The effect of organisational differences in ownership, control and structure on employee perceptions of participation and empowerment : an analysis of these phenomena in relation to the operational costs of two labour intensive South African companies.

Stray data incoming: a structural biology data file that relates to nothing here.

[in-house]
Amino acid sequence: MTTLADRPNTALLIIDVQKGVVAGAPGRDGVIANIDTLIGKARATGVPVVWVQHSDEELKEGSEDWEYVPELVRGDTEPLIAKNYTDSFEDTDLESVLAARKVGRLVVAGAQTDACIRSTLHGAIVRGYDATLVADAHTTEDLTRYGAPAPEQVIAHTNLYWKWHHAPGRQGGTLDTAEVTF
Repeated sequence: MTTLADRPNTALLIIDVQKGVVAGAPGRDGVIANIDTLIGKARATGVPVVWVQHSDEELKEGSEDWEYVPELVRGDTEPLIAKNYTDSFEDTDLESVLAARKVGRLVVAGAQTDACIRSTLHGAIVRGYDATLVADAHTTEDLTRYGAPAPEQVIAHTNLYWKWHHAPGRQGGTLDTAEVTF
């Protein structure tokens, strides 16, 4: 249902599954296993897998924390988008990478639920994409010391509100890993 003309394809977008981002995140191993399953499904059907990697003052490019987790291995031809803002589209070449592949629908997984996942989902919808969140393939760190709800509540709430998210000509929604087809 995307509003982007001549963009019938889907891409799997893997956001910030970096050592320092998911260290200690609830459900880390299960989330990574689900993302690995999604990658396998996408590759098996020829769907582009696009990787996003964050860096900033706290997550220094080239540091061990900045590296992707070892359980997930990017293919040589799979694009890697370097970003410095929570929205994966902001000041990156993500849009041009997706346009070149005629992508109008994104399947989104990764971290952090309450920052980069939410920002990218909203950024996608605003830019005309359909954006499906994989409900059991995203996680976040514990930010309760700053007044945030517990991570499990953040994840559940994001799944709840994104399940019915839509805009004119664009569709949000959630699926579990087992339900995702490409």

This study investigates the relationships between ownership, control, organisational structure and company operational costs. The workers’ perceptions of participation (financial and decision-making) and empowerment are measured between two labour intensive factories with different ownership structures. The first factory (Kopano) has a workforce that shares equity ownership, or holds proprietary title. It is significant to note that the Kopano workers share in the ownership of the manufacturing section only, and not the upstream activities (mining, etc.), nor the downstream activities (despatch, selling, marketing, etc.). Accordingly, the Kopano owner-workers concentrate on manufacturing only. Employees at the second factory (Lawley) have no equity stake; they do not hold proprietary title and are “normal” salaried employees. The hypotheses seek to identify differences between the two factories, relative to the worker’s sense of participation (financial and decision-making) and empowerment. The rationale is that the workers who hold proprietary title (Kopano) should have a greater sense of financial participation, decision-making participation and empowerment than the workers (Lawley) who do not hold proprietary title. This is tested via questionnaires at both factories and the results obtained strongly support the hypotheses. Given the abovementioned findings, the study then seeks to establish that there will be greater savings in operational costs at Kopano factory (where the workers hold equity title) compared to Lawley (where the workers are not involved in ownership participation). The rationale behind this hypothesis is that operational costs at Kopano should be lower than the operational costs at Lawley (because of the different ownership positions). An analysis of operational costs between factories supports this argument. The study finally seeks to establish a strong balance of probability that the results obtained are because of the different ownership structures. This is confirmed using Mill’s Method of Difference. However, identified weaknesses with this analytical tool suggest that conclusive declaration to this end be the subject of future research.Thesis (Ph.D.)-University of KwaZulu-Natal, 2007.